Peter Pan Seafood Cancels Groundfish ‘A’ Season Processing at King Cove

Image: Peter Pan Seafood.

Peter Pan Seafood has cancelled operations at its King Cove, Alaska facility for the 2024 ‘A’ season, given the tumultuous economic of the global seafood industry, but the company has said that it remains committed to the communities where it does business, and will be open for processing in the ‘B’ season.

The vertically integrated seafood firm announced its decision Jan. 12, saying it had not come quickly or easily. The company noted that the seafood industry is facing inflation, interest rates hikes, financing challenges and high fuel costs.

“This temporary step, while difficult, is necessary to maintain our long-term commitment to the future of our business in Alaska,” the Bellevue, Wash.-based company said in a statement. “We remain committed to continuing to provide the best service and support possible to our fleet, communities, and stakeholders while continuing our mission to be an exemplary global supplier of top-quality and responsibly sourced seafood.”

“Looking to the future,” the statement continued, “we will employ more than 1,000 this year as we open the King Cove facility for the 2024 ‘B’ season and our other three facilities as normal for the salmon season.”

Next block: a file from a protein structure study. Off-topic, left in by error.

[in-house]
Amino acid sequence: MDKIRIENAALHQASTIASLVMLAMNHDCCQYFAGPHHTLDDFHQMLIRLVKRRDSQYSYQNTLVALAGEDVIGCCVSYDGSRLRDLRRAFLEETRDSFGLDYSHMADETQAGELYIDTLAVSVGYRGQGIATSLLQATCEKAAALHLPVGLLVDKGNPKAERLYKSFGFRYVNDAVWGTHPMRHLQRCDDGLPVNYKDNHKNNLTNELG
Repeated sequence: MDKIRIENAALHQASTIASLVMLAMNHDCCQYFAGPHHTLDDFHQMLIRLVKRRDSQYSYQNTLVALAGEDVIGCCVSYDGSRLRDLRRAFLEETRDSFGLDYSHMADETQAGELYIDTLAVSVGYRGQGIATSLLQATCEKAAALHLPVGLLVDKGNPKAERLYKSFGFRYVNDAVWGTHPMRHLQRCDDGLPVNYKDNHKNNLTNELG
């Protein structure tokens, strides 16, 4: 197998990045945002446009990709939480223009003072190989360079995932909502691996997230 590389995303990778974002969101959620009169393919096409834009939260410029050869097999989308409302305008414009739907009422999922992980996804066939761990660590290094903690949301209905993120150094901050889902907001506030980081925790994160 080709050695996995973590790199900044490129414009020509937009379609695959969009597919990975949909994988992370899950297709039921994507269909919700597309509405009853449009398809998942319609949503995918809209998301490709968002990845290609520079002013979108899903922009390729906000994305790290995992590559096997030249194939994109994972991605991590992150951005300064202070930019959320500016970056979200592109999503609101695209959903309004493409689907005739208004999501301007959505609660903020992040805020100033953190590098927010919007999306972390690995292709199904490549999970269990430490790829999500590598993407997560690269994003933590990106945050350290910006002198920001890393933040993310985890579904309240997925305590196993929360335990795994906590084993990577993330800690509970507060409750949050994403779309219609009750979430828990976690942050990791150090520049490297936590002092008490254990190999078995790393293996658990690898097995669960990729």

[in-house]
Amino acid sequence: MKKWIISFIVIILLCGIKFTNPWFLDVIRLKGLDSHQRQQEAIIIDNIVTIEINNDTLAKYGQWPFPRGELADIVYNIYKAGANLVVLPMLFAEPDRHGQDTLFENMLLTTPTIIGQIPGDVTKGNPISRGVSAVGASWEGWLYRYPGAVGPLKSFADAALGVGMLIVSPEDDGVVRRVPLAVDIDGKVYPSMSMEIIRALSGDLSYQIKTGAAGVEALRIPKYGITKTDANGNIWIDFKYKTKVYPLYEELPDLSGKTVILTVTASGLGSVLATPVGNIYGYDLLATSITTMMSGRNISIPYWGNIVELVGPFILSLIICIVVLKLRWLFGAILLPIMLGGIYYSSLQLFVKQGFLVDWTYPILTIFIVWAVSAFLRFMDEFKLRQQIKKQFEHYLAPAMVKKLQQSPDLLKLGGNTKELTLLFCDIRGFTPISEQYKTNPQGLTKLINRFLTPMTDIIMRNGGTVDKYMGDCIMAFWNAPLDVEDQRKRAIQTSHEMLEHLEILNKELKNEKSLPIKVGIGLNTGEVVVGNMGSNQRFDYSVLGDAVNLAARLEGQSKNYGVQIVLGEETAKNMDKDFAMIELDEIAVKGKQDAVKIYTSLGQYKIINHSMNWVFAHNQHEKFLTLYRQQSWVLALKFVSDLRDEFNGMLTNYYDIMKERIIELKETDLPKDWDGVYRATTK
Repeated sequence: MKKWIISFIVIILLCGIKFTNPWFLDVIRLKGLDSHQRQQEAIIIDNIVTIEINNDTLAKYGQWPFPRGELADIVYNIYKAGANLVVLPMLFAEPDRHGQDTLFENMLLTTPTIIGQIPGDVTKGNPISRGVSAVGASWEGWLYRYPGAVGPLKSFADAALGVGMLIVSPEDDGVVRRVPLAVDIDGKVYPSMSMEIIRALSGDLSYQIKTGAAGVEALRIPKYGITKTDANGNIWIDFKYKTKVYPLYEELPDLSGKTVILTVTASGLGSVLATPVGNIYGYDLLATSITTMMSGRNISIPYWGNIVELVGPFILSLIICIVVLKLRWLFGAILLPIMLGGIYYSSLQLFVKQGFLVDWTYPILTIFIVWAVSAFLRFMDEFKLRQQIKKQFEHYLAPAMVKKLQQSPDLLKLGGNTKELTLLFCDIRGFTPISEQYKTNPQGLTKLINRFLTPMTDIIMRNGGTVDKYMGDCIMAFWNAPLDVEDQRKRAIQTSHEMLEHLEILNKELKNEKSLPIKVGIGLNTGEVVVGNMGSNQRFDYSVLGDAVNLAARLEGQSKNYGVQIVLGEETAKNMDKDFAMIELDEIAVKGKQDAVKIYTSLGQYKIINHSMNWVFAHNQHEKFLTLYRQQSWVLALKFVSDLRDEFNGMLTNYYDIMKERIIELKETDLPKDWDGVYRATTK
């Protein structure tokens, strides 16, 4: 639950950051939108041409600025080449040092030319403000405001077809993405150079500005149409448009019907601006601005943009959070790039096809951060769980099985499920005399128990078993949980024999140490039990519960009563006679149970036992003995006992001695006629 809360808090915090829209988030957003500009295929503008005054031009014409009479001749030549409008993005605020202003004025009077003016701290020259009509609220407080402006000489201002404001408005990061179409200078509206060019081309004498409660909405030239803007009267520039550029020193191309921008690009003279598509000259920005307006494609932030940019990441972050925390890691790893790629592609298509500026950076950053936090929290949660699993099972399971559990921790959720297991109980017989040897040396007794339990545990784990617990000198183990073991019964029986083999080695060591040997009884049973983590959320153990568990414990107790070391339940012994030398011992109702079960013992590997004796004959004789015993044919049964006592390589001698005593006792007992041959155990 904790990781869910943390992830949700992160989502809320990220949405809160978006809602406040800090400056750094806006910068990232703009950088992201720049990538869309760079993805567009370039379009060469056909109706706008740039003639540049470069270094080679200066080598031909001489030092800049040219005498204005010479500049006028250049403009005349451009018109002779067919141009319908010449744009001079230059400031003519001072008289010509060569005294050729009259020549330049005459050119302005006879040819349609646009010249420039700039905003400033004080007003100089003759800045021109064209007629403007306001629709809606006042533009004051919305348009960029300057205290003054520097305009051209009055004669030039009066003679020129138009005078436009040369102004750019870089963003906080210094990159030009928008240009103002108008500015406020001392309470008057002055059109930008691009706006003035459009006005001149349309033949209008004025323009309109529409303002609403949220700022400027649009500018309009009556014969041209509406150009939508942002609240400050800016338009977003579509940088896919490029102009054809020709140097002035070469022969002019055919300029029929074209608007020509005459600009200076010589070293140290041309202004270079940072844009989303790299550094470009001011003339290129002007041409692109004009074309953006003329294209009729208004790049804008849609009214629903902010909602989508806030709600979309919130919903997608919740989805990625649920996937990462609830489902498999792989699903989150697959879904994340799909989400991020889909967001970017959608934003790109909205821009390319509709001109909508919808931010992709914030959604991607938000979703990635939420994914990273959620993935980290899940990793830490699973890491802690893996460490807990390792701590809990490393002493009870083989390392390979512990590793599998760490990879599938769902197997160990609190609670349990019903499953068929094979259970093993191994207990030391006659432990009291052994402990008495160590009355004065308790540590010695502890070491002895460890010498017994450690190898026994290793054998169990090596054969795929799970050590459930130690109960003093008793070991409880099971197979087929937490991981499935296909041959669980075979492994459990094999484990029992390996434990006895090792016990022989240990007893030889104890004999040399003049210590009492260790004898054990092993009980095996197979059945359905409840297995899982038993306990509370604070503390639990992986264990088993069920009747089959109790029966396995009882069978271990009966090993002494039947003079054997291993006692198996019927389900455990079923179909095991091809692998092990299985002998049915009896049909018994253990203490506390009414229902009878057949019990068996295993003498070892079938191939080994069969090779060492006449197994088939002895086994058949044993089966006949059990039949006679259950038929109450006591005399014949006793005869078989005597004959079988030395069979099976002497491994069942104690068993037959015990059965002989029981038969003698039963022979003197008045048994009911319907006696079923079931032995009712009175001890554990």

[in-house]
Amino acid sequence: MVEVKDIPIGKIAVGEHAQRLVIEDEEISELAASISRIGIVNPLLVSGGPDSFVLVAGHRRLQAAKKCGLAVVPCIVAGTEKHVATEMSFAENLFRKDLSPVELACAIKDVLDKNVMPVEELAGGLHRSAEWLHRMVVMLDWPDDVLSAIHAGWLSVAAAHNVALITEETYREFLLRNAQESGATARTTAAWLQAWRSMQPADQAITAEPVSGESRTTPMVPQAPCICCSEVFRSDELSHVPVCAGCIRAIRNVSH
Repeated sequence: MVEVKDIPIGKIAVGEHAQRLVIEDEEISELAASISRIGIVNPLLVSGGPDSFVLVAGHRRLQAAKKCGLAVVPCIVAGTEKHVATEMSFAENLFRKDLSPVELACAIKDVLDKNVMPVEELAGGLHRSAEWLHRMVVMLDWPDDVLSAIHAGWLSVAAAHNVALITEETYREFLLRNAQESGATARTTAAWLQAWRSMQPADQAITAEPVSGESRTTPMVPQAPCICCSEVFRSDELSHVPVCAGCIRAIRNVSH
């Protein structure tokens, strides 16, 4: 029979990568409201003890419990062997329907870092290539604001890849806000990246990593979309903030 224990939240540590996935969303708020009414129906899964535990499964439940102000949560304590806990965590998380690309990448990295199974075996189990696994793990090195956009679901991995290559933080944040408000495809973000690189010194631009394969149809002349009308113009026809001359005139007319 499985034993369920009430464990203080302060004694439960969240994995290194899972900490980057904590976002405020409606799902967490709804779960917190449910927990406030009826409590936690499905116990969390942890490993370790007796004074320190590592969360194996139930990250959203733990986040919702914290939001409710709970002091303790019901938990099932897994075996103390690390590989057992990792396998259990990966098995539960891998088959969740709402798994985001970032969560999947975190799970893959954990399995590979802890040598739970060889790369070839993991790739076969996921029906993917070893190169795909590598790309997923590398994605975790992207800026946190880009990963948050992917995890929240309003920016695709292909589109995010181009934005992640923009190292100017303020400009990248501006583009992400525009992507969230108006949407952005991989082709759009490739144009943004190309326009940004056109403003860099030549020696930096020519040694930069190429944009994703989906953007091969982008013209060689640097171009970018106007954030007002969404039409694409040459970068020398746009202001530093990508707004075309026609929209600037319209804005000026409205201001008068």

Peter Pan Seafood has been processing seafood in King Cove on the Alaska Peninsula for over 100 years, and is major contributor the community’s economy. The company employs seasonal workers who are brought into town as needed for processing.

Rodger May, one of the owners of Peter Pan and a seafood industry veteran, was quoted in the Alaska-focused online publication Northern Journal saying, “You can’t keep on going to work producing product and selling it at a loss.”

Peter Pan officials have said they remained steadfast in their future commitment to Alaska, the company’s fleet and the communities it does business in.

“We are grateful for the strong relationship we have with King Cove and we remain committed to doing everything in our power to support the community and fishermen during this time,” the company said.

Longtime King Cove City Administrator Gary Hennigh told Fishermen’s News that the fish tax loss alone would be between $500,000 and $700,000.

“We are very focused on trying to learn as much as we can as soon as we can,” he said. “We were not preparing for no ‘A’ season.”

Hennigh added that if there is any good news, it’s that King Cove had two record setting years in 2022 and 2023, primarily in pollock, cod, halibut and sablefish, so they’ve had some extra money stashed away.

“We can be okay if this is just temporary,” he said. “We were already hurting because of no snow crab for the last two years and just a little king crab this year. There won’t be a king or snow crab season for another three to four years,” he said.

“It would be pretty scary if what it comes down to in just a summer salmon season,” he continued. “We have a dependence on the fish tax. We are not panicking yet.”